High insulin levels linked with enhanced breast cancer risk

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A year ago I reported on some research which had found a link between elevated levels of a substance called C-reactive protein (CRP) and worse outcomes for women with breast cancer. CRP levels tend to be higher in individuals with insulin resistance (where insulin levels tend to be high but the tissues in the body are resistant to its effects). This association was probably the reason why one of the authors of this study recommended women with breast cancer take steps to reduce their insulin levels, though at the time I expressed doubt about her suggestion that the diet should be low in fat. If insulin control is the desired outcome, I suggest a diet low in carbohydrate.

Yesterday saw the on-line publication of a study which, again, suggests that insulin may be a provoking factor in breast cancer [1]. The study compared insulin levels in more than 800 women with breast cancer, and a similar number without the disease. Women with the highest insulin levels were found to be at a 46 per cent increased risk of breast cancer. However, the associated between insulin levels and increased risk of breast cancer was only found to be significant in women who did not use hormone replacement therapy.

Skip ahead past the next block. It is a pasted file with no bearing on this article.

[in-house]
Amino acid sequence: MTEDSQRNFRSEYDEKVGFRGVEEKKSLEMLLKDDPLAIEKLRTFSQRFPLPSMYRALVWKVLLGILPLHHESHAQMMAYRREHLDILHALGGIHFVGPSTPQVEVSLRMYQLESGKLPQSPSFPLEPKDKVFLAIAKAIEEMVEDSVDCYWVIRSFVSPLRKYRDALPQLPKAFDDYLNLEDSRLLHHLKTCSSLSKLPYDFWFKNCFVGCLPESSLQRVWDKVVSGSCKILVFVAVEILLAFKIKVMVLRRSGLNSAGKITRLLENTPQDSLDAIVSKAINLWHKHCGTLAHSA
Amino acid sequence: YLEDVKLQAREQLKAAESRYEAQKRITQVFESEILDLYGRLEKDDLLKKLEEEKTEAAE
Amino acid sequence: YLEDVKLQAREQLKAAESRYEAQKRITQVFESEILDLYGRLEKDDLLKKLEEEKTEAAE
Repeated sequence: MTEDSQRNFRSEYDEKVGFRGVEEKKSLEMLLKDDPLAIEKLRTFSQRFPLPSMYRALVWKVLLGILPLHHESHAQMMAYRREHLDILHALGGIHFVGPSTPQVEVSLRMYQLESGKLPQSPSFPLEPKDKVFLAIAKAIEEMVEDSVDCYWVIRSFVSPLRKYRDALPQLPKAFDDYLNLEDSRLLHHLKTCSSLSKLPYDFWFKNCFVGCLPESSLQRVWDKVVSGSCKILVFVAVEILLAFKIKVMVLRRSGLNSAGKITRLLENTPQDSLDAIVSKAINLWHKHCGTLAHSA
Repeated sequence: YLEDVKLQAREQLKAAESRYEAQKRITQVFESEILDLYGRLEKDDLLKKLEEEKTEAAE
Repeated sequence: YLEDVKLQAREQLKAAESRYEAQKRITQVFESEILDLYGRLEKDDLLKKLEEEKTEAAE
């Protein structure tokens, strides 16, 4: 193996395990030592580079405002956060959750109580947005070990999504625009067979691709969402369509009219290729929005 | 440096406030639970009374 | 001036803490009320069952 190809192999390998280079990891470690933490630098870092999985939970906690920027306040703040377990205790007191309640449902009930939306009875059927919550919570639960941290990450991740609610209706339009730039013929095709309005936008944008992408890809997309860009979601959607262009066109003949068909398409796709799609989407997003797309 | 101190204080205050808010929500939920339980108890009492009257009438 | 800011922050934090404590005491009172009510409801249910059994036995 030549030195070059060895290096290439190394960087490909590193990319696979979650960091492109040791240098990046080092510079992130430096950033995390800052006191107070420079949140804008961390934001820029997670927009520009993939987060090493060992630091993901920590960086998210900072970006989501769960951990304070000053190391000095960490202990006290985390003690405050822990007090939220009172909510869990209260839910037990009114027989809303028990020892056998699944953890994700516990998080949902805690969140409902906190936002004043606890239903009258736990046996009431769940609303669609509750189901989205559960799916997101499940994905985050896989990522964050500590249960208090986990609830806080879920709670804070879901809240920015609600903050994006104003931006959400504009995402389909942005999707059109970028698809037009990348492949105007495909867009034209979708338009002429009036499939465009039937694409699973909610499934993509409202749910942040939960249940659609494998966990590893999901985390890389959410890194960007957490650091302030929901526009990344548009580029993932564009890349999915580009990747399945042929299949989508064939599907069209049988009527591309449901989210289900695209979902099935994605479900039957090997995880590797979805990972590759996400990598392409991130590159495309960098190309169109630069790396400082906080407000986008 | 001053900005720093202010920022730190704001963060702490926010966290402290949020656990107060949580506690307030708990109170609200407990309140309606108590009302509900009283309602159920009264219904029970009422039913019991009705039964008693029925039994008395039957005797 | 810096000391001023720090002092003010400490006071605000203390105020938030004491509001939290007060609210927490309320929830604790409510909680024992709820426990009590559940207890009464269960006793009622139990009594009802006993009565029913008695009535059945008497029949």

When the results were re-analysed for only women who were not taking hormone replacement therapy, those with the highest insulin levels were found to be almost 2.5 times at greater risk of breast cancer compared to those with the lowest levels.

We don’t know from studies of this nature whether high insulin levels actually cause breast cancer. However, any causal link between insulin and breast cancer would be strengthened by evidence that links the eating of foods that tend to cause high levels of insulin with increased breast cancer risk. As it happens, there is quite a body of evidence to this effect. See here, here and here for examples.

To my mind there are plenty of good reasons for keeping insulin levels low in the body. For women, there is mounting evidence that reducing risk of breast cancer is one of them.


Gunter MJ, et al. Insulin, Insulin-Like Growth Factor-I, and Risk of Breast Cancer in Postmenopausal Women. Journal of the National Cancer Institute 2008 [epub 30 Dec]

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